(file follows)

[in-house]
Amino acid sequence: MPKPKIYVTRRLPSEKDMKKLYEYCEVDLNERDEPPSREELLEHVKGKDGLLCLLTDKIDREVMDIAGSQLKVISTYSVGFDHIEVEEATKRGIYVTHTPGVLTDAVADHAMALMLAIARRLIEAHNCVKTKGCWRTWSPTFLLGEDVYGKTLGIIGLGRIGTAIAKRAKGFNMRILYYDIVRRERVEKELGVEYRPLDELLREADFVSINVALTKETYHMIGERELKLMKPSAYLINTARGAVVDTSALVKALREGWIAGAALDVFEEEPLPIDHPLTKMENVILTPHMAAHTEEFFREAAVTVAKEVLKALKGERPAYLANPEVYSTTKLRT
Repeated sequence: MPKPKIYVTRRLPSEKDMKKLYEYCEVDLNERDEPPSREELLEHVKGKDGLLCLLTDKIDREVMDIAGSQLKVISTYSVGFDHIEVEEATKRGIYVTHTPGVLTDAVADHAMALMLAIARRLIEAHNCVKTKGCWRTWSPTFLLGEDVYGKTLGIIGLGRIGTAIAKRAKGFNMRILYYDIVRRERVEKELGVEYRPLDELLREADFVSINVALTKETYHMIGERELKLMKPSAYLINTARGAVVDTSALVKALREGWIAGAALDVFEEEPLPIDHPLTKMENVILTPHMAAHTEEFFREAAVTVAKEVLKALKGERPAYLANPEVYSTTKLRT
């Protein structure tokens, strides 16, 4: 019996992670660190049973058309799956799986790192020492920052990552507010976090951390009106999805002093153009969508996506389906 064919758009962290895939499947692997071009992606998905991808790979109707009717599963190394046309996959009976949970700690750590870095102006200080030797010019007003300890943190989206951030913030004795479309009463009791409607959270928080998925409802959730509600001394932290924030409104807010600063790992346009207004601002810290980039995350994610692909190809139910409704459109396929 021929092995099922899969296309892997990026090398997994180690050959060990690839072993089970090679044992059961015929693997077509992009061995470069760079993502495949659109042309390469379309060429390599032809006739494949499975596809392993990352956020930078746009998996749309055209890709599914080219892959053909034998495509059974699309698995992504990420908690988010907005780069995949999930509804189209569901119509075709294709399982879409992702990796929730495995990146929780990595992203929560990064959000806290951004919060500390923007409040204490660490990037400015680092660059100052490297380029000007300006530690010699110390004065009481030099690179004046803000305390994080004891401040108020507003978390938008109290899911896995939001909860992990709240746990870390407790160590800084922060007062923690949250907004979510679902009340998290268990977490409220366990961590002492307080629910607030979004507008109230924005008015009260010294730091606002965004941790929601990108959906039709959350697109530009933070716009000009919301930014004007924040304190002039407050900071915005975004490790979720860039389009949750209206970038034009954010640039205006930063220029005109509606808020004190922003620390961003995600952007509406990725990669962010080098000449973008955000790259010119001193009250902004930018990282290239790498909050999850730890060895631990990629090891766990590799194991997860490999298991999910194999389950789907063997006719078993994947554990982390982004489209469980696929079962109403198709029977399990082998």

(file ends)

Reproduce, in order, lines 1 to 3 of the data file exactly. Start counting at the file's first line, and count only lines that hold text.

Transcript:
[in-house]
Amino acid sequence: MPKPKIYVTRRLPSEKDMKKLYEYCEVDLNERDEPPSREELLEHVKGKDGLLCLLTDKIDREVMDIAGSQLKVISTYSVGFDHIEVEEATKRGIYVTHTPGVLTDAVADHAMALMLAIARRLIEAHNCVKTKGCWRTWSPTFLLGEDVYGKTLGIIGLGRIGTAIAKRAKGFNMRILYYDIVRRERVEKELGVEYRPLDELLREADFVSINVALTKETYHMIGERELKLMKPSAYLINTARGAVVDTSALVKALREGWIAGAALDVFEEEPLPIDHPLTKMENVILTPHMAAHTEEFFREAAVTVAKEVLKALKGERPAYLANPEVYSTTKLRT
Repeated sequence: MPKPKIYVTRRLPSEKDMKKLYEYCEVDLNERDEPPSREELLEHVKGKDGLLCLLTDKIDREVMDIAGSQLKVISTYSVGFDHIEVEEATKRGIYVTHTPGVLTDAVADHAMALMLAIARRLIEAHNCVKTKGCWRTWSPTFLLGEDVYGKTLGIIGLGRIGTAIAKRAKGFNMRILYYDIVRRERVEKELGVEYRPLDELLREADFVSINVALTKETYHMIGERELKLMKPSAYLINTARGAVVDTSALVKALREGWIAGAALDVFEEEPLPIDHPLTKMENVILTPHMAAHTEEFFREAAVTVAKEVLKALKGERPAYLANPEVYSTTKLRT